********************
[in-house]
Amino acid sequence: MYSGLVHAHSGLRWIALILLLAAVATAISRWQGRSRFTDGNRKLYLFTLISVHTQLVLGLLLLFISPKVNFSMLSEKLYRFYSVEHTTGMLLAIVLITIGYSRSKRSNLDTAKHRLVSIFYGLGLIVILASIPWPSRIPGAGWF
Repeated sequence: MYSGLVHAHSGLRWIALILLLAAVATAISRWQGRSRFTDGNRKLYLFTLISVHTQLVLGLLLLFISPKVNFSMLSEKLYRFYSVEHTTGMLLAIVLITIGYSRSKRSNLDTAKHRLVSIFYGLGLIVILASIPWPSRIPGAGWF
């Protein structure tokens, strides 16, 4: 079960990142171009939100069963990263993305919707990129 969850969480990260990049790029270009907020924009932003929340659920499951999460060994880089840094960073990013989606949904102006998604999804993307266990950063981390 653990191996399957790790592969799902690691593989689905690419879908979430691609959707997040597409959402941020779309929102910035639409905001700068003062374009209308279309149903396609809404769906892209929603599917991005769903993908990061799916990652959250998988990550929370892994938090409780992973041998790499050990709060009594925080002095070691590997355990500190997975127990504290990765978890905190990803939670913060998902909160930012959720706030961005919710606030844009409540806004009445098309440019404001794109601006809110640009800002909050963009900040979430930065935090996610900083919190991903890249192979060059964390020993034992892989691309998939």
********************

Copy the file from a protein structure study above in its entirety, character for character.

[in-house]
Amino acid sequence: MYSGLVHAHSGLRWIALILLLAAVATAISRWQGRSRFTDGNRKLYLFTLISVHTQLVLGLLLLFISPKVNFSMLSEKLYRFYSVEHTTGMLLAIVLITIGYSRSKRSNLDTAKHRLVSIFYGLGLIVILASIPWPSRIPGAGWF
Repeated sequence: MYSGLVHAHSGLRWIALILLLAAVATAISRWQGRSRFTDGNRKLYLFTLISVHTQLVLGLLLLFISPKVNFSMLSEKLYRFYSVEHTTGMLLAIVLITIGYSRSKRSNLDTAKHRLVSIFYGLGLIVILASIPWPSRIPGAGWF
């Protein structure tokens, strides 16, 4: 079960990142171009939100069963990263993305919707990129 969850969480990260990049790029270009907020924009932003929340659920499951999460060994880089840094960073990013989606949904102006998604999804993307266990950063981390 653990191996399957790790592969799902690691593989689905690419879908979430691609959707997040597409959402941020779309929102910035639409905001700068003062374009209308279309149903396609809404769906892209929603599917991005769903993908990061799916990652959250998988990550929370892994938090409780992973041998790499050990709060009594925080002095070691590997355990500190997975127990504290990765978890905190990803939670913060998902909160930012959720706030961005919710606030844009409540806004009445098309440019404001794109601006809110640009800002909050963009900040979430930065935090996610900083919190991903890249192979060059964390020993034992892989691309998939």